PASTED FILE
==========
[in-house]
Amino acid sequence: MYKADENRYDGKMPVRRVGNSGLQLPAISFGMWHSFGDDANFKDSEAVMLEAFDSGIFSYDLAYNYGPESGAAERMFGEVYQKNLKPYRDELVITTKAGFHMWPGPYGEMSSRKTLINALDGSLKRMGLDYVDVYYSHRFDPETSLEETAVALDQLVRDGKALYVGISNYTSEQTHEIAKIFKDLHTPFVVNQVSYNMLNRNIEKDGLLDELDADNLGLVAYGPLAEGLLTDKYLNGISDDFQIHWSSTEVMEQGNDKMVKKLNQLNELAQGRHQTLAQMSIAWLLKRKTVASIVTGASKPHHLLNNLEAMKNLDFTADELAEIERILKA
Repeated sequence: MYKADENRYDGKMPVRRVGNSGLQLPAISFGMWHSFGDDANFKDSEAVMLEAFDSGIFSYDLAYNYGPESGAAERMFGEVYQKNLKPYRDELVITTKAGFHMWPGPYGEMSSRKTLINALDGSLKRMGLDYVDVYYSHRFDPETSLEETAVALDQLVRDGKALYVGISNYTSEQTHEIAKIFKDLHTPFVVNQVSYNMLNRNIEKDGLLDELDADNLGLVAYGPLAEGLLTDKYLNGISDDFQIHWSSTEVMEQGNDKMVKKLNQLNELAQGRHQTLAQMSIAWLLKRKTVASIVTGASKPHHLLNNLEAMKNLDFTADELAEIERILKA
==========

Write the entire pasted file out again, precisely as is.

[in-house]
Amino acid sequence: MYKADENRYDGKMPVRRVGNSGLQLPAISFGMWHSFGDDANFKDSEAVMLEAFDSGIFSYDLAYNYGPESGAAERMFGEVYQKNLKPYRDELVITTKAGFHMWPGPYGEMSSRKTLINALDGSLKRMGLDYVDVYYSHRFDPETSLEETAVALDQLVRDGKALYVGISNYTSEQTHEIAKIFKDLHTPFVVNQVSYNMLNRNIEKDGLLDELDADNLGLVAYGPLAEGLLTDKYLNGISDDFQIHWSSTEVMEQGNDKMVKKLNQLNELAQGRHQTLAQMSIAWLLKRKTVASIVTGASKPHHLLNNLEAMKNLDFTADELAEIERILKA
Repeated sequence: MYKADENRYDGKMPVRRVGNSGLQLPAISFGMWHSFGDDANFKDSEAVMLEAFDSGIFSYDLAYNYGPESGAAERMFGEVYQKNLKPYRDELVITTKAGFHMWPGPYGEMSSRKTLINALDGSLKRMGLDYVDVYYSHRFDPETSLEETAVALDQLVRDGKALYVGISNYTSEQTHEIAKIFKDLHTPFVVNQVSYNMLNRNIEKDGLLDELDADNLGLVAYGPLAEGLLTDKYLNGISDDFQIHWSSTEVMEQGNDKMVKKLNQLNELAQGRHQTLAQMSIAWLLKRKTVASIVTGASKPHHLLNNLEAMKNLDFTADELAEIERILKA